Zhang, Li and Zaric, Sasa and Tu, Xiaomin and Wang, Xinran and Zhao, Wei and Dai, Hongjie (2008) Assessment of chemically separated carbon nanotubes for nanoelectronics. JOURNAL OF THE AMERICAN CHEMICAL SOCIETY, 130 (8). pp. 2686-2691.
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Official URL: http://pubs.acs.org/doi/abs/10.1021/ja7106492
It remains an elusive goal to obtain high performance single-walled carbon-nanotube (SWNT) electronics such as field effect transistors (FETs) composed of single- or few-chirality SWNTs, due to broad distributions in as-grown materials. Much progress has been made by various separation approaches to obtain materials enriched in metal or semiconducting nanotubes or even in single chiralties. However, research in validating SWNT separations by electrical transport measurements and building functional electronic devices has been scarce. Here, we performed length, diameter, and chirality separation of DNA functionalized HiPco SWNTs by chromatography methods, and we characterized the chiralities by photoluminescence excitation spectroscopy, optical absorption spectroscopy, and electrical transport measurements. The use of these combined methods provided deeper insight to the degree of separation than either technique alone. Separation of SWNTs by chirality and diameter occurred at varying degrees that decreased with increasing tube diameter. This calls for new separation methods capable of metallicity or chirality separation of large diameter SWNTs (in the similar to 1.5 nm range) needed for high performance nanoelectronics. With most of the separated fractions enriched in semiconducting SWNTs, nanotubes placed in parallel in short-channel (similar to 200 nm) electrical devices fail to produce FETs with high on/off switching, indicating incomplete elimination of metallic species. In rare cases with a certain separated SWNT fraction, we were able to fabricate FET devices composed of small-diameter, chemically separated SWNTs in parallel, with high on-/off-current (I-on/I-off) ratios up to 10(5) owing to semiconducting SWNTs with only a few (n,m) chiralities in the fraction. This was the first time that chemically separated SWNTs were used for short channel, all-semiconducting SWNT electronics dominant by just a few (n,m)'s. Nevertheless, the results suggest that much improved chemical separation methods are needed to produce nanotube electronics at a large scale.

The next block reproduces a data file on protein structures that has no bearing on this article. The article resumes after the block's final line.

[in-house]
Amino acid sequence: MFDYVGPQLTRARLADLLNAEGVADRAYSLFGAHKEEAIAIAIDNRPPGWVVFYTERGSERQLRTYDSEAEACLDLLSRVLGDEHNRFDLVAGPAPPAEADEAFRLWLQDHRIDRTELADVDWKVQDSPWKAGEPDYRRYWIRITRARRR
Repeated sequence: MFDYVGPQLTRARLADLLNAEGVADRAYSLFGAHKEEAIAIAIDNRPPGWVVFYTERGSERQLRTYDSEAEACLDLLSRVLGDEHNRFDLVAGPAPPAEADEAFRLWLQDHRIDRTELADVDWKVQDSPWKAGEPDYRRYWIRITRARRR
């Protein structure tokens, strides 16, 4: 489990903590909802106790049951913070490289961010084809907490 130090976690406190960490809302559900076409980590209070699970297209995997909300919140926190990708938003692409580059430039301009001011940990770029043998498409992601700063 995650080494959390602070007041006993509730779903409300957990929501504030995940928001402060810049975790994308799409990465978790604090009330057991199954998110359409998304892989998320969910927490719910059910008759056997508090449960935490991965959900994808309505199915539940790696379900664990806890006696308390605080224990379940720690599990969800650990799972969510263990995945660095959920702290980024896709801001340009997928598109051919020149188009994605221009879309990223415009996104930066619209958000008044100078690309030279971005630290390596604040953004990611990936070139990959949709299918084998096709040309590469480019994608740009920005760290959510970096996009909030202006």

|Subjects:||Physical Science > Nanoelectronics|
Analytical Science > Metrology and standards in nanotechnology
|Deposited By:||Lesley Tobin|
|Deposited On:||04 Dec 2008 16:23|
|Last Modified:||09 Feb 2009 17:24|
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